Knot Your Average Cutting Board

Back in college my friends and I used to make time to all get together and cook up delicious dinners, sit down and enjoy ourselves. To me, it’s one of my most favorite memories. We all had a love of good food, and we still do. So when two of my girlfriends decided to get married to their significant others, I wanted to make them each something really special. I also really wanted at least one of the gifts to really be from both Andy and I. After much hemming and hawing we decided on custom cutting boards. Andy would make them out of butcher block, and I would wood burn something special into the back corner of them.

This could easily be done on any wood cutting board you buy at the store, so I thought I would detail out the steps I did on one of them. Though a dedicated wood burning tool would be a lot easier, you don’t technically need one. I used a soldering iron which is most definitely harder to control.

Let me put a quick disclaimer at the front of this.  Please be careful to stay focused while you work. Our neighbors stopped by and me being me, talked with my hands and got distracted. Within 30 seconds of putting the soldering iron down I didn’t look as I picked it back up and gave myself a third degree burn on my finger, and burnt a hole I couldn’t sand out completely on the edge of the board (both pictured below). My finger is still healing from it and it was pretty nasty.

So just be super careful. If you’re a chatty chatterson like me and you do get distracted, first unplug whatever tool your using, set it aside and don’t pick it up again until you can fully focus.

Now that we have that out of the way.

When it came to the design for Kate’s cutting board I wasn’t sure what I wanted to put on it. Then I saw her invitations and I knew it would be perfect. Her and her husband live on an island here in Maine and are both very into nautical stuff (real nautical stuff, not decor). I wanted to make part of their invitation suite they loved last forever in their cutting board.

First, I cut out the knot from their invitations and traced it onto the back of the board across the corner, where I felt the placement would be best. Ignore where I colored it in on one end, I was initially going to do a carbon transfer and then decided not to.

Once I had the outline I free-handed the rest of the design to give it the nautical knot look and added their name to the bottom.

You’ll want a test piece of wood to practice your lines on. You can see below that using a soldering iron isn’t exactly precise. It definitely slipped more than once. I bet this would go a lot easier with a wood burning tool because of the different tips they take. With a 50% off coupon you should be able to snag a nice one at AC Moore or Michaels for a really good price. I however like to be difficult and wanted to see how it would go with the soldering iron. I will definitely be springing for a wood burning tool in the future.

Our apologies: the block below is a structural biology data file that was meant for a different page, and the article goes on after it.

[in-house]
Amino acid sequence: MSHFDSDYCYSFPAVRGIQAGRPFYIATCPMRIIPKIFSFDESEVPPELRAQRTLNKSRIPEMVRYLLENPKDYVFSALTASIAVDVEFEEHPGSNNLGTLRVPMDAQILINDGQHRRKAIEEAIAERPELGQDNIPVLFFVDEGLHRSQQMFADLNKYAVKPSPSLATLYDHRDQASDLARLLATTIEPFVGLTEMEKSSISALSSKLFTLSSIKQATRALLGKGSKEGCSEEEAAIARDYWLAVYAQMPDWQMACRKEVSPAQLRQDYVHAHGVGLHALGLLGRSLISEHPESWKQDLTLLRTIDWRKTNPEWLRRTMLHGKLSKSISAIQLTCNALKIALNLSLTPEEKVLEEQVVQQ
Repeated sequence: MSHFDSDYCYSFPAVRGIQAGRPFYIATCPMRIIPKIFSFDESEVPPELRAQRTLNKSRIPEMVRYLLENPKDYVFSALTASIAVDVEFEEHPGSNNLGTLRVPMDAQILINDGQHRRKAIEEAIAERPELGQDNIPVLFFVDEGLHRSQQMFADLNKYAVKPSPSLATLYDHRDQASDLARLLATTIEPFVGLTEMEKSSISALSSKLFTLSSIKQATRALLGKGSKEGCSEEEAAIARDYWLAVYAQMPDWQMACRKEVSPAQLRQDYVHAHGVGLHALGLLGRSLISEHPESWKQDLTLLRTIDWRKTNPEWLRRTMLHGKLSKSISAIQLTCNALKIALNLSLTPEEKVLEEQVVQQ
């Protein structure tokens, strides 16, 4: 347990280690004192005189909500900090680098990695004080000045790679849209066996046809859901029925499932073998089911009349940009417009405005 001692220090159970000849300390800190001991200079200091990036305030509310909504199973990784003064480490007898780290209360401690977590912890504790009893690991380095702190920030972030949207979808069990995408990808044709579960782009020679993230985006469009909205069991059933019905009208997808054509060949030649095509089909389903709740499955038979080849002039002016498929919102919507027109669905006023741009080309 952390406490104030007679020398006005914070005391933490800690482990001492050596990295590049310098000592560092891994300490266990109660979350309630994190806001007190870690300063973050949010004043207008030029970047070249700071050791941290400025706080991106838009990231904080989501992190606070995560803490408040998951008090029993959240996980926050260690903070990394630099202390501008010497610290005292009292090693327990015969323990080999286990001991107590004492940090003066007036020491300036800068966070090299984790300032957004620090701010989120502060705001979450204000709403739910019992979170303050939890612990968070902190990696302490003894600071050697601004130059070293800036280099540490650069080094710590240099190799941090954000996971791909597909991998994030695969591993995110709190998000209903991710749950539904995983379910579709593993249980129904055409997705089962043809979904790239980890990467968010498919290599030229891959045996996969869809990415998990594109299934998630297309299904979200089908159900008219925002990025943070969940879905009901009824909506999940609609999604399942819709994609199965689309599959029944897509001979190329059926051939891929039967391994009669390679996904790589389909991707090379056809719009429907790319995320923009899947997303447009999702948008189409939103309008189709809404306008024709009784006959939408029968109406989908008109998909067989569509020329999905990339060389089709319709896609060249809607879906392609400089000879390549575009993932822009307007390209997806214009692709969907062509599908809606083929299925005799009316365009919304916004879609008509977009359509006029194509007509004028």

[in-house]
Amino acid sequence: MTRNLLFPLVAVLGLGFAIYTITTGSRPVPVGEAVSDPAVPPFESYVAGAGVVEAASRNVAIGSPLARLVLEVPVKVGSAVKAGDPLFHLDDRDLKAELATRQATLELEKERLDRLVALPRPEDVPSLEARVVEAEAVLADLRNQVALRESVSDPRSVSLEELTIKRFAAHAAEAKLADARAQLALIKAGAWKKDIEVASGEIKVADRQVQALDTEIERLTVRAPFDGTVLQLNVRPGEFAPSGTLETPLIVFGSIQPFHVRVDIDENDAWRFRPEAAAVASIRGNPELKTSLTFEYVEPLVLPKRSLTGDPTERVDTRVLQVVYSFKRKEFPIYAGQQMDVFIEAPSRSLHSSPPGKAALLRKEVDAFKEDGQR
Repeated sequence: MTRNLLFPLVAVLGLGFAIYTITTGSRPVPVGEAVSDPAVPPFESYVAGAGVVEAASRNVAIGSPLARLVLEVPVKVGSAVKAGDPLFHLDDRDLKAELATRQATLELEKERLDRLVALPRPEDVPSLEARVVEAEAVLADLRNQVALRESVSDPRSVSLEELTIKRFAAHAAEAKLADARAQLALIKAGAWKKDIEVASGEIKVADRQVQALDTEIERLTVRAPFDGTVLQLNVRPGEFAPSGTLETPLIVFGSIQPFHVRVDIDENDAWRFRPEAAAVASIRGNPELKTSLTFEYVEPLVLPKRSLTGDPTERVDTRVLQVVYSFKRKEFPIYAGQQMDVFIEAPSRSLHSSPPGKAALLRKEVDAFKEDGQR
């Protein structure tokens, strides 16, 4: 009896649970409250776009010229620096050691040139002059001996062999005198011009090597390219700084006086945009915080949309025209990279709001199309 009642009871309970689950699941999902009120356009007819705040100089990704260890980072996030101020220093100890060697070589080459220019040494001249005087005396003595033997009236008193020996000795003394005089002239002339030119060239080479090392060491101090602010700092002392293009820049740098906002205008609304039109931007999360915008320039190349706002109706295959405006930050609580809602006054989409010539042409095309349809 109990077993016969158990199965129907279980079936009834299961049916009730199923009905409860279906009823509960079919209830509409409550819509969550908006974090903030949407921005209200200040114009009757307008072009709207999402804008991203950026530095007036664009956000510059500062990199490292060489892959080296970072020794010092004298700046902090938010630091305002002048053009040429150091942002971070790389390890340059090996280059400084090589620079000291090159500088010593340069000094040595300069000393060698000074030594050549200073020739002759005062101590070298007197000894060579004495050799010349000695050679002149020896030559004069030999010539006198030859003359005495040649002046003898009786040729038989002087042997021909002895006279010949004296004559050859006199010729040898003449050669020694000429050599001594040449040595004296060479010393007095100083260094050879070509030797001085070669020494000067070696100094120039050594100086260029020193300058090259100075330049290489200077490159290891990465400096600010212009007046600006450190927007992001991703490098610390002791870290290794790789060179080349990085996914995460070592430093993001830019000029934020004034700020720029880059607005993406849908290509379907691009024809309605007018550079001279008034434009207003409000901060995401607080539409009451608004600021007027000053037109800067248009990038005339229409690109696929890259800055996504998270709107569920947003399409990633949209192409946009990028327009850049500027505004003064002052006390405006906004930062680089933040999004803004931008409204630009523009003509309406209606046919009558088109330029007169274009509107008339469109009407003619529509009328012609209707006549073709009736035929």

After you decide on a design and transfer it to the cutting board, get your wood burning tool or soldering iron heated up. Once you burn it in, it’s there so practice practice practice. You want your tool to be extremely hot in order to make a nice cut in the wood. My personal preference is to only press slightly when I cut, and to go over the lines a couple times until I get to the color and depth that I want.

The next step is optional. Since I tend to make deep burns I like to run a fine grit sandpaper over the entire design to buff out any of the lighter areas to try and clean it up.

It essentially goes:

  1. Design
  2. Transfer
  3. Practice
  4. Burn
  5. Buff
  6. Wipe dust away
  7. Evaluate
  8. Repeat until you get the look you want

I ended up being able to clean it up with only a few light buffings.In the end I actually liked that it looked a little rough since rope isn’t perfectly smooth. I also like the character it gives the piece; I’m all for character.

I was even able to buff out part of my accidental burn mark.

As a reminder, treat your wood cutting boards with mineral oil before using them and in between sometimes. Stay away from olive oil, vegetable oil, etc. since they go rancid eventually. Mineral oil is entirely food safe, so no worries.

In the end I absolutely love how this came out. It was so easy to take something simple you can buy just about anywhere, and make it a custom piece. You could do this as simple, or as complex, as you want. You could easily do this on any other wooden piece too, I just happened to love the cutting board.

Here’s to taking something simple and making it special.

Happy {and careful} crafting,

Heather

 

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